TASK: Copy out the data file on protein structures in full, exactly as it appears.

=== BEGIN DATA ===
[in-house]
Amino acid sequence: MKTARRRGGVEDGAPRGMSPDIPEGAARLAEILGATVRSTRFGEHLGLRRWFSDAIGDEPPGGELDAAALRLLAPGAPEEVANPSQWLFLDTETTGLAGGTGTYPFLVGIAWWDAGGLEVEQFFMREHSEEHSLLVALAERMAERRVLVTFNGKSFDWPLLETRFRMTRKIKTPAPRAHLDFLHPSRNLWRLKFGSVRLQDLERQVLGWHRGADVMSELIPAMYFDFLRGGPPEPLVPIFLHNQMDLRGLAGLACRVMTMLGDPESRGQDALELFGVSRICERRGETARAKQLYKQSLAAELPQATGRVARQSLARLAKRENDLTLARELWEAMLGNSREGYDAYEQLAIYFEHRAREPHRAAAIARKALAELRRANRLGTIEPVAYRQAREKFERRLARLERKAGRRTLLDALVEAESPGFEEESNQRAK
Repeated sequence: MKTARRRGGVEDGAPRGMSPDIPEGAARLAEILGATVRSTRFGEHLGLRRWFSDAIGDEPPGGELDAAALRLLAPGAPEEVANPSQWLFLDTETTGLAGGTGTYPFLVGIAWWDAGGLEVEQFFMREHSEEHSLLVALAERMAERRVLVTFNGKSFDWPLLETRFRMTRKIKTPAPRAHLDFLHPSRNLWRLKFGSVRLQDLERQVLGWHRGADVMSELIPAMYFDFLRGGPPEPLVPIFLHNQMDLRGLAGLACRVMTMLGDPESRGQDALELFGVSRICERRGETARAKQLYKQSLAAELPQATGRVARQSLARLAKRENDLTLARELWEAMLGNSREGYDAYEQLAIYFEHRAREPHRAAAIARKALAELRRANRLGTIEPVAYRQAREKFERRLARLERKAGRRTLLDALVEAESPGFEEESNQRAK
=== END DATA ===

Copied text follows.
[in-house]
Amino acid sequence: MKTARRRGGVEDGAPRGMSPDIPEGAARLAEILGATVRSTRFGEHLGLRRWFSDAIGDEPPGGELDAAALRLLAPGAPEEVANPSQWLFLDTETTGLAGGTGTYPFLVGIAWWDAGGLEVEQFFMREHSEEHSLLVALAERMAERRVLVTFNGKSFDWPLLETRFRMTRKIKTPAPRAHLDFLHPSRNLWRLKFGSVRLQDLERQVLGWHRGADVMSELIPAMYFDFLRGGPPEPLVPIFLHNQMDLRGLAGLACRVMTMLGDPESRGQDALELFGVSRICERRGETARAKQLYKQSLAAELPQATGRVARQSLARLAKRENDLTLARELWEAMLGNSREGYDAYEQLAIYFEHRAREPHRAAAIARKALAELRRANRLGTIEPVAYRQAREKFERRLARLERKAGRRTLLDALVEAESPGFEEESNQRAK
Repeated sequence: MKTARRRGGVEDGAPRGMSPDIPEGAARLAEILGATVRSTRFGEHLGLRRWFSDAIGDEPPGGELDAAALRLLAPGAPEEVANPSQWLFLDTETTGLAGGTGTYPFLVGIAWWDAGGLEVEQFFMREHSEEHSLLVALAERMAERRVLVTFNGKSFDWPLLETRFRMTRKIKTPAPRAHLDFLHPSRNLWRLKFGSVRLQDLERQVLGWHRGADVMSELIPAMYFDFLRGGPPEPLVPIFLHNQMDLRGLAGLACRVMTMLGDPESRGQDALELFGVSRICERRGETARAKQLYKQSLAAELPQATGRVARQSLARLAKRENDLTLARELWEAMLGNSREGYDAYEQLAIYFEHRAREPHRAAAIARKALAELRRANRLGTIEPVAYRQAREKFERRLARLERKAGRRTLLDALVEAESPGFEEESNQRAK